Gerry Wollum

With the advent of the summer grilling season, this seems like a good time to discuss cooking outside versus indoors. One cool, dark evening, my wife and I were finishing off some pork chops that had been broiled in the oven in our gas range. We started talking about the differences in the way we cook things versus how things were cooked when we were growing up.  

The era when we grew up, supper was generally meat and potatoes, maybe with bread and raw carrots. Pork chops, ham and sometimes chicken was fried in a frying pan. Hamburger patties were also fried in a frying pan.  Bacon grease and shortening were used for frying. Hot dogs were boiled or scorched over a fire. According to my doctor, none of this was a very good idea. Mom did roast chicken, beef and pork in the oven, which was much less greasy.

In the 1960s, my dad obtained an inexpensive charcoal grill and began cooking cheap steak and hamburger over charcoal. There seemed to be only one way to cook this stuff, which was what many call “well done” and could really give your jaw muscles a workout. Occasionally, Dad would brag about how cheap a hunk of steak was, but the clue was apparent in that you could hardly cut it. My palate was not very sophisticated, and I was okay with eating hot dogs or marshmallows charred over burning leaves and scrap wood, so what did I know?  Eventually, Dad got one of those little cast iron Hibachi grills at a garage sale and eased up on the “doneness” of the meat. In the late ‘60s, my dad also improvised a sort of a brazier to burn scrap pieces of lumber to roast hot dogs and marshmallows. The improvement in flavor from boiling and frying to roasting and char-broiling was indescribable! The other change was when I discovered “medium” instead of “well done.”

Stepping well back in time, my grandmother would have never cooked food over an open fire, except back when she and her younger brother did so as children in the early 1900s. In fact, when my dad caught a snowshoe hare in the late 1920s, his mother refused to cook it with her modern wood-fired range. Dad was very proud of trapping the critter but was disappointed that he wouldn’t get to eat it. But then his uncle dressed the hare out and skinned it, and his grandmother cooked it up for him with home-made baking-powder biscuits! He said it was one of the best meals he ever had. Dad’s grandma was born in 1874 and probably knew a lot about frontier cooking of wild game. My mom’s mother would build a cooking fire to fix dinner and never give it a second thought, having done tent camping in the 1920s and before.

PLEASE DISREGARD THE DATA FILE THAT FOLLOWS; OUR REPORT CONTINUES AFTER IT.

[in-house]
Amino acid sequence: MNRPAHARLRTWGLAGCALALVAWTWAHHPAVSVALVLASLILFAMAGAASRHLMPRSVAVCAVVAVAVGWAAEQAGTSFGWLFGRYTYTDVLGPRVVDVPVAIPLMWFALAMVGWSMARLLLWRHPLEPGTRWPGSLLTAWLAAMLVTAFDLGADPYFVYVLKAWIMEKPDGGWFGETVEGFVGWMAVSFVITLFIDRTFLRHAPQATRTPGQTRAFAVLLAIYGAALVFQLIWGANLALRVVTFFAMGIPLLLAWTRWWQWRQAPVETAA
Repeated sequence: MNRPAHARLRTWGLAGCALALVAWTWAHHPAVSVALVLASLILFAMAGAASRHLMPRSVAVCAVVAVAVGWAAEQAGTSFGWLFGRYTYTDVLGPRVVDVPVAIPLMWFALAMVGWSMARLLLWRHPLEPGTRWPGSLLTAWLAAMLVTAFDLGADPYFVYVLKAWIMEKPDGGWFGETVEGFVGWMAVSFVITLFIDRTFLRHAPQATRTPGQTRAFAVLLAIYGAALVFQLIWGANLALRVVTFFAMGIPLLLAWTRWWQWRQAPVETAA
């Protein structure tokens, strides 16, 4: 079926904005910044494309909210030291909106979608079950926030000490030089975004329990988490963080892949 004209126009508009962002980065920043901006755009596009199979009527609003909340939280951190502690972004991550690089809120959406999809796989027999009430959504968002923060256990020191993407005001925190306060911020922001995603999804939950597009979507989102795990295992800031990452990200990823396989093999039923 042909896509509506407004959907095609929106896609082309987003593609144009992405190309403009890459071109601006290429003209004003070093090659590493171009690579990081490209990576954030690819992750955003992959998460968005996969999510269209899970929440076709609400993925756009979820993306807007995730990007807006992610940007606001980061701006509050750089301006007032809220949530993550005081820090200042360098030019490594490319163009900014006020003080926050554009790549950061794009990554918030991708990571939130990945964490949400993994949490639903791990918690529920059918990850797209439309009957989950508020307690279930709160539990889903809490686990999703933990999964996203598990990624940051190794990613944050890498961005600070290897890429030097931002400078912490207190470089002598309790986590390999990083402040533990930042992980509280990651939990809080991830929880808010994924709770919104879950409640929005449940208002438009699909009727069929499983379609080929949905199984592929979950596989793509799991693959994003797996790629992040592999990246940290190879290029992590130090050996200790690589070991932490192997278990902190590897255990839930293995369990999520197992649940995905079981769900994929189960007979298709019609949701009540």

I used a stamped-out sheet metal charcoal grill for a long time then learned a lot about cooking over an open fire while involved with historical re-enacting starting from in the mid-1980s. A metal grate supported over a fire in a hole in the ground works for cooking with a griddle or frying pan, roasting in a Dutch oven, and for broiling steak, hamburger, chicken, or pork chops.  It takes some practice to get the coals just right so you don’t get the meat burnt or sooty, but if you season it right and don’t burn it, the taste is excellent! You can even roast ears of corn in the husks without soaking it in water if you are careful. Ultimately, I re-made the improvised brazier that my dad rigged up 50-some years ago (out of a piece of a stove) using a stand that my son made in metal shop in high school on top of a concrete paver base I made. It’s awfully rustic, but I think Dad might still ask, “Did you have to spend the money on those landscape bricks?  

We use the outdoor fireplace pretty often when there is no snow and occasionally when there is. I suppose I have relearned things that my great-great grandparents knew as an everyday activity traveling to or from somewhere.

There are some very sophisticated outdoor grills that operate on propane or natural gas, but the experience of building a fire so it’s just right for cooking and then grilling up supper on it is satisfying and unique.

It’s fun and rewarding to know how to do things that not many other people know, but then to be able to tell and teach a little about it is a great experience!

Gerald Wollum is a guest columnist. He is a history buff from Red Top and Coon Rapids.

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